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Nullo's avatar

Does anybody know what salmon, or else herring, have to do with Yom Kippur?

Asked by Nullo (21934points) September 14th, 2010

Today I was asked, three times and with varying degrees of reproach, what had become of all of our chilled salmon. The last one said, “But there’s a Jewish holiday coming up! Why don’t you have more?”

At that point, I realized that the first two had also made references to needing the fish by Saturday, which my calendar says is Yom Kippur.

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22 Answers

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tragiclikebowie's avatar

Could it be a regional thing, maybe?

zen_'s avatar

It is customary to eat fish at the morning meal on Erev (Eve of) Yom Kippur.

MyNewtBoobs's avatar

@zen_ Do you know why? Or is it just one of those “because it’s always been that way” things?

srmorgan's avatar

you can’t cook on Yom Kippur. Therefore anything that can be served cold after the fast ends is going to be an option. Traditional meal to break fast is dairy, foods not associated with meat. Cold fish might fit into the menu.

Nullo's avatar

@zen_ Does it have to be a particular kind of fish? We had lots of other fish, but it all required cooking. Not that it would be all that hard to cook it beforehand and pop it into the fridge. The last person to ask was really upset, even when I told her that we’d have some more tomorrow.

MyNewtBoobs's avatar

@Nullo I think it’s normally pickled.

Nullo's avatar

@papayalily Then these folks must be fairly far off; our salmon is smoked.

janbb's avatar

No – smoked salmon or lox is the way Jews usually eat salmon. There should be no reason why they couldn’t come back for it on Thursday or even Friday if they want it to break the fast on Saturday night. Other smoked fishes are popular too such as whitefish or sturgeon. As has been mentioned, a light dairy meal is usually served after the fast.

Dr_Dredd's avatar

@zen_ I didn’t know that about the morning of Erev Yom Kippur. What I do know is that if I eat too much after fasting a full day, I feel crappy. That’s why we’ve always gone with the dairy “break-the-fast” meal. We have the lox, but also other types of fish. My mom’s from Brooklyn, so whitefish salad is a must. :-)

janbb's avatar

@zen_ That may be mroe of an Israeli thing? I hadn’t heard of it either.

Rarebear's avatar

Yeah, I hadn’t heard of it either.

answerjill's avatar

Pretty much every Yom Kippur break-fast (the meal directly following the fast) has featured bagels and lox (smoked salmon). I don’t think that there is any real symbolic meaning, though.

Nullo's avatar

@janbb Oh, they’ll be back. I just hope that I’m not around when the stuff runs out again. :D
I suppose that smoked fish is preferred, then?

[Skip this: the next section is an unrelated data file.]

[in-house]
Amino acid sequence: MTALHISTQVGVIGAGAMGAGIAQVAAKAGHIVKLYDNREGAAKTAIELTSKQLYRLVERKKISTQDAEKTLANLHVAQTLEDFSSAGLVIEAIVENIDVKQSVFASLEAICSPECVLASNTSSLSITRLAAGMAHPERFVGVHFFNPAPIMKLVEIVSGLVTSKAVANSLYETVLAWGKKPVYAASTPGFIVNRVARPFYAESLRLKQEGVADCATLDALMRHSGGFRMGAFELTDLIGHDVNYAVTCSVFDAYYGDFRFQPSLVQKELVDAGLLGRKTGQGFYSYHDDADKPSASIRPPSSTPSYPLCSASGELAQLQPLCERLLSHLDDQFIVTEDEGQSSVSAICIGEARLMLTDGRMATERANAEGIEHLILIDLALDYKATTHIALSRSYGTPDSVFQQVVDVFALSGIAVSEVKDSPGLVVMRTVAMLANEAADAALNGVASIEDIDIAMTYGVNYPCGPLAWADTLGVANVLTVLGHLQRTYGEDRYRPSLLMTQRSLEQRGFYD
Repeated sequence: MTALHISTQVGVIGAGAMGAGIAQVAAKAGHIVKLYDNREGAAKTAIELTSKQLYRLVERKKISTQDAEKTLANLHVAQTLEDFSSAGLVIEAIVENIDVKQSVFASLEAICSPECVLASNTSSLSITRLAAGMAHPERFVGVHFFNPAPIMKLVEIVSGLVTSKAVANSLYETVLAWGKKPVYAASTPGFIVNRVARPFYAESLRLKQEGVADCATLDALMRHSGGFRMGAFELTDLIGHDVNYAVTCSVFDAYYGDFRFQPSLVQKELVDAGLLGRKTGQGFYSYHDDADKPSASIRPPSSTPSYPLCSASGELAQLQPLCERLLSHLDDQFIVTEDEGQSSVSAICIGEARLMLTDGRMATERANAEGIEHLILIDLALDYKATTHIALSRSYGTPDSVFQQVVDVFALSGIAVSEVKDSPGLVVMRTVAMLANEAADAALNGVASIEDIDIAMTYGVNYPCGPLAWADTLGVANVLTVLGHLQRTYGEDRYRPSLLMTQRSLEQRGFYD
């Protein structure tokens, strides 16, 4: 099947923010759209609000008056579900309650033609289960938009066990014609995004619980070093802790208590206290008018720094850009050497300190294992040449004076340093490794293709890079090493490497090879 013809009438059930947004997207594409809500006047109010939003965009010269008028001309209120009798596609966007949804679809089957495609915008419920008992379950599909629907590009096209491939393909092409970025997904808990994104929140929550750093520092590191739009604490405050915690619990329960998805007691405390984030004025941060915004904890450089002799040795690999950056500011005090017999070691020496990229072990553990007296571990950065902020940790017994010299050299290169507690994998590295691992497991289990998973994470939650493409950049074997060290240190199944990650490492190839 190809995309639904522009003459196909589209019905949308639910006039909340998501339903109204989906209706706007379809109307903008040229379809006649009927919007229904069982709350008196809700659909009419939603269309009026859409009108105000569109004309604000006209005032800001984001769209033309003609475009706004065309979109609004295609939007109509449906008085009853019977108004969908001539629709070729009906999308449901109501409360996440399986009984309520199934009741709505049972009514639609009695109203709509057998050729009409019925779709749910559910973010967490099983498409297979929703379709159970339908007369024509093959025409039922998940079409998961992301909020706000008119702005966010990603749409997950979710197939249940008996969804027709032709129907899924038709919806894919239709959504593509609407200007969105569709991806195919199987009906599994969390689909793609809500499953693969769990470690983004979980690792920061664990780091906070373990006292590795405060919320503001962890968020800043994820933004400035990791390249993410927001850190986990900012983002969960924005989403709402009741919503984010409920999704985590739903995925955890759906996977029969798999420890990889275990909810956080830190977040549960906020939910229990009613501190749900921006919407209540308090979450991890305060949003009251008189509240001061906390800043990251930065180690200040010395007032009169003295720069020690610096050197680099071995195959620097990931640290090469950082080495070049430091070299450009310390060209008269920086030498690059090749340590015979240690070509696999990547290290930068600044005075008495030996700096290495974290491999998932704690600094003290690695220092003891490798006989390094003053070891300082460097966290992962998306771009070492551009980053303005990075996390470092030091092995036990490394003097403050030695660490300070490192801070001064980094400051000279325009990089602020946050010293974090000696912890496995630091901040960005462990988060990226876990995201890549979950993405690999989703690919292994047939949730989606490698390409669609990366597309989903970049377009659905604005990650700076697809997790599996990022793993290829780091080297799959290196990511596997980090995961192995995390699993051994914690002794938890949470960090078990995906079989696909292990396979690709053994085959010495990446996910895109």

@Dr_Dredd Crappie? :D

answerjill's avatar

I mean to say that every break-fast that I have been to. That was a typo. I am sure that other break-fasts exist, especially in other Jewish cultures (such as non-Askenazi/Eastern-European traditions). Also, I am sorry that the people who asked for the fish were rude to you. That’s not right!

janbb's avatar

I don’t know what your customers were wanting but generally I would say that smoked fish or whitefish salad are traditional.

answerjill's avatar

What kind of store was this? Just wondering because your profile says that you work at Walmart, but Walmart is not the first place where I would expect to find lox!

Dr_Dredd's avatar

@Nullo I certainly think it’s “crappy.” ;-) My mom is a fan, but I’m not. I don’t think she knows that the name is “crappie,” though. I’ll have to tell her…

Dr_Dredd's avatar

Personally, I like Scottish smoked salmon rather than the nova or belly lox. It’s less salty.

Nullo's avatar

@answerjill The data in my profile are somewhat misleading. I work for Sam’s Club, which is something of a branch of Wal-Mart, Inc, specializing in bulk merchandise for small businesses. That said, the majority of my customers don’t own small businesses, and instead treat it as a grocery store. We’re grateful for the custom, certainly, but they can be a bit unreasonable about some things.

The Members in question weren’t rude, per se, but they were certainly disappointed and made no great effort to hide it.

answerjill's avatar

@nullo – Ahh – Sam’s Club. I see. What region of the country are you in, if you don’t mind my asking?

Nullo's avatar

@answerjill Misery Missouri. St. Louis, to be precise, probably no more than a couple miles from @RealEyesRealizeRealLies. A large percentage of the population is Jewish.

You can only really call it misery with respect to the weather’s extremes. It’s a very pretty, albeit flat, place.

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